LEGENDARY musician Thomas Mapfumo today releases an eight-track album as a special homage to the late Benny Miller — the man who made music
but remained an unsung hero even in death.
Miller could have made it big as a musician himself, but he opted to make others famous as an engineer/producer behind the scenes where his brilliance remained unappreciated by ordinary Zimbabweans.
But when the “custodians” of music apparently snubbed Miller’s contributions to the industry and overlooked him for national awards, Mapfumo took it upon himself to honour the man who is a hero to many musicians with the new album — Tribute to Benny Miller.
The compilation is a magnum opus of cherry-picked tracks that Mapfumo had kept under wraps since recording them a few years ago.
The track Vamudhara, recorded in 2000, is likely to set tongues wagging for its warning about giving farmland to the “lazy” as much as it is set to be a hit among many traditional music aficionados for its trance-inducing, harmonious mbira beat.
The mbiras are also spellbindingly thumbed on Horomba, a folklore song in which Mukanya’s voice control is as usual amazing.
Both Vamudhara and Horomba are snippets off Mapfumo’s forthcoming Mbira Unplugged.
Mapfumo’s fans will be glad Nzara Yauya is finally out after its release was sabotaged two years ago. Mhoroi Mhoroi is the other track many will find tempting for its riveting horns.
Miller’s genius on the desk is best exhibited on four remixes of Titambire — a track plucked from Chimurenga ’98. Miller’s creativity and versatility are breathtaking when one takes time for the reverberating dancehall beats he produced in the remixes.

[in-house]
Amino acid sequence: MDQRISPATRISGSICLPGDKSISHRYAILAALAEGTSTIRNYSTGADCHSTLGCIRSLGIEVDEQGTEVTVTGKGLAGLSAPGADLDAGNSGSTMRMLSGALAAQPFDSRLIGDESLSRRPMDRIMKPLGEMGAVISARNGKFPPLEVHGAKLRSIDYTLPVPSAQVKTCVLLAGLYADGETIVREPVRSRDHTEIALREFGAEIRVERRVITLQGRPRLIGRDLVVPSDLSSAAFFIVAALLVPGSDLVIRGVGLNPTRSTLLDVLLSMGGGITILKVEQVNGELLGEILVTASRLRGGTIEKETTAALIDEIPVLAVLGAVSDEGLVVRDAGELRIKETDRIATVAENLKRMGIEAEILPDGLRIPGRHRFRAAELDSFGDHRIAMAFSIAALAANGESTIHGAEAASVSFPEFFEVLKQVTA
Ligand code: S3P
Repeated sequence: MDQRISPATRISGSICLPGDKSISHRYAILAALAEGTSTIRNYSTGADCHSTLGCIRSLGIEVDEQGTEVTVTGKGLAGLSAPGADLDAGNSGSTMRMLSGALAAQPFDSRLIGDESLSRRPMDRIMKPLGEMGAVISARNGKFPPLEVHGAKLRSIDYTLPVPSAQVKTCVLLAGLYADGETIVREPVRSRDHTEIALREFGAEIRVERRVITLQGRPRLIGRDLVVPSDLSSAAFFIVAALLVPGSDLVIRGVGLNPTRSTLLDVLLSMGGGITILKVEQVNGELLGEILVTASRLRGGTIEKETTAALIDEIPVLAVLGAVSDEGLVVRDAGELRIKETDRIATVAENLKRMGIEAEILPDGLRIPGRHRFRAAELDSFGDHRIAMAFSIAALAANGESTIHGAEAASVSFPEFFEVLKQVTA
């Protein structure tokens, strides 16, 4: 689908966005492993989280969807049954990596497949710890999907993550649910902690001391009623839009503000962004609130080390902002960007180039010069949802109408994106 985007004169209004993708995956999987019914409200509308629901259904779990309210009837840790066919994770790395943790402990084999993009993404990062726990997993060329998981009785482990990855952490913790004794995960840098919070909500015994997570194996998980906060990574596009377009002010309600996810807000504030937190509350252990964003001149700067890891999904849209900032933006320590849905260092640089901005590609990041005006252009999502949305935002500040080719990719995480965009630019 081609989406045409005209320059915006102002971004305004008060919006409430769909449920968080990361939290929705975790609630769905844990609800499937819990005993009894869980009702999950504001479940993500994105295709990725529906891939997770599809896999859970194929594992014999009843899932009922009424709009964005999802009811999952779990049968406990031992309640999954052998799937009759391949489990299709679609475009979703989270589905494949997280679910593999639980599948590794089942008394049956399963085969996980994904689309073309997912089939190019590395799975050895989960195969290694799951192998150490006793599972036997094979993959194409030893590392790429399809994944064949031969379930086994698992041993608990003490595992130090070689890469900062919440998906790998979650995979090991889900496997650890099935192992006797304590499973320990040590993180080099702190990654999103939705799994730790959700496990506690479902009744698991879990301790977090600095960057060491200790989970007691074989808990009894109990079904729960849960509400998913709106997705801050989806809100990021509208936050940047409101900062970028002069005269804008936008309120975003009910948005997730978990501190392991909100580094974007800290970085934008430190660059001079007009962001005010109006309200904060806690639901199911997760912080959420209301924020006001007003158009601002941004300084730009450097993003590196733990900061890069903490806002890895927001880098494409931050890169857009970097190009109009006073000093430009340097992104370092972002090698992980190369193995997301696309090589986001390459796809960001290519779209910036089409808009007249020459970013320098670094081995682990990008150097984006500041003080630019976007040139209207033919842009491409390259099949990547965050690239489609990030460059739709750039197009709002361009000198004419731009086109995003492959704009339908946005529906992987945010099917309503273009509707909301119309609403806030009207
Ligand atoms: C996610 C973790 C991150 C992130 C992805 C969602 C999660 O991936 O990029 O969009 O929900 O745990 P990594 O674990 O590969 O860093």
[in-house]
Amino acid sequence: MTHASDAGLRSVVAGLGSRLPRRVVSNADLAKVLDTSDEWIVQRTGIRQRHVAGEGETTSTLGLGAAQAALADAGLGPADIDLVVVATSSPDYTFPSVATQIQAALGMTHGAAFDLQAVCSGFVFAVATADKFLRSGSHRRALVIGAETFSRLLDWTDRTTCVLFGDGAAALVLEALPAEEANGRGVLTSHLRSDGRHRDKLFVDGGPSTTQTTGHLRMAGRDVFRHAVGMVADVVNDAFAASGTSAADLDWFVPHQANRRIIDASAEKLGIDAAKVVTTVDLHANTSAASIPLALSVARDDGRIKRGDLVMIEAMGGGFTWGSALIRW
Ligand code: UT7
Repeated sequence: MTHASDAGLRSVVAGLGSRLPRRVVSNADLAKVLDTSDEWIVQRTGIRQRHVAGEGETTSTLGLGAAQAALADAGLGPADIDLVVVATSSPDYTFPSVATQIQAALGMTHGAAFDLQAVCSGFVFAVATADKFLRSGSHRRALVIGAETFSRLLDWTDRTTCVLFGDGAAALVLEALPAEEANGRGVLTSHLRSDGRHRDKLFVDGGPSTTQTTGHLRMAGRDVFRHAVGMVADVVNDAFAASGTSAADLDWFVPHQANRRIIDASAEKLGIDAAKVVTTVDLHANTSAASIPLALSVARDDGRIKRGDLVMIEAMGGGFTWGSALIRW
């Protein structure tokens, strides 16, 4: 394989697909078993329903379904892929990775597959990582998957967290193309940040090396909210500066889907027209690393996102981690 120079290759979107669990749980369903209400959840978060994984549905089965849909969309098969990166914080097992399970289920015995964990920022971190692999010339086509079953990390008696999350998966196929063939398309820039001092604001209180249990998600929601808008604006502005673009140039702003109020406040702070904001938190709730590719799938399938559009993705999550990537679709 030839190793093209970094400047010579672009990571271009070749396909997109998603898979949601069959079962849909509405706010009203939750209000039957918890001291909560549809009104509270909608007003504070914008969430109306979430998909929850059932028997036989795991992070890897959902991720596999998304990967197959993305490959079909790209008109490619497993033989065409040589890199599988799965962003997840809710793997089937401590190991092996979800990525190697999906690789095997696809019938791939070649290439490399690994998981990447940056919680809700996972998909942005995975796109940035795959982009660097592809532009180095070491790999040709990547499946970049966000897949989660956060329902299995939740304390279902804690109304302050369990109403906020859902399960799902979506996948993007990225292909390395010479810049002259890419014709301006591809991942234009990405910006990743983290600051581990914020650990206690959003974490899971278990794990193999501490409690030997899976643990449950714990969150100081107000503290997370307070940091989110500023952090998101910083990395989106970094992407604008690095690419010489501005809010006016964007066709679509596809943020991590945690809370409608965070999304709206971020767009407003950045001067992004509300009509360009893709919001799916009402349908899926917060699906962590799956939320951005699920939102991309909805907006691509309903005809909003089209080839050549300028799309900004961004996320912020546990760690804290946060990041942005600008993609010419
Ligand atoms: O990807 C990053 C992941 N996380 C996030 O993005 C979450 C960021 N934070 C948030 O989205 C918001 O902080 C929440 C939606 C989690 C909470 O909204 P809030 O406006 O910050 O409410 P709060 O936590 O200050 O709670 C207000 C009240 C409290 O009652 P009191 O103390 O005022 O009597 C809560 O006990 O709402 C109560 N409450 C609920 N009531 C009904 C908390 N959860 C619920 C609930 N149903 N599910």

“Benny has been ignored by the people who ought to know best about music,” said Cuthbert Chiromo, Mapfumo’s replication manager. “This album is our own award to him for the dedicated work he did for many musicians.”
Chiromo added: “The likes of Bundu Boys, Paul Matavire, John Chibadura and many others have also been overlooked when it comes to national awards, and I hope musicians in this country will come together to honour these great colleagues.”
Born in Harare on October 11 1947, Benjamin Haim Miller died peacefully on September 2 2005 after suffering a suspected heart attack.
He played guitar for Otis Waygood Blues Band in the Rhodesian days and also fronted the hardcore rock band Klunk. Miller’s hit song Fever was a phenomenon in the 1970s.
Soon after Independence in 1980, Miller teamed up with partner Jane Bartlett to pioneer Zimbabwe’s first record label, One World Records, which was to give birth to well-known musicians such as Louis Mhlanga, Ilanga and Cde Chinx.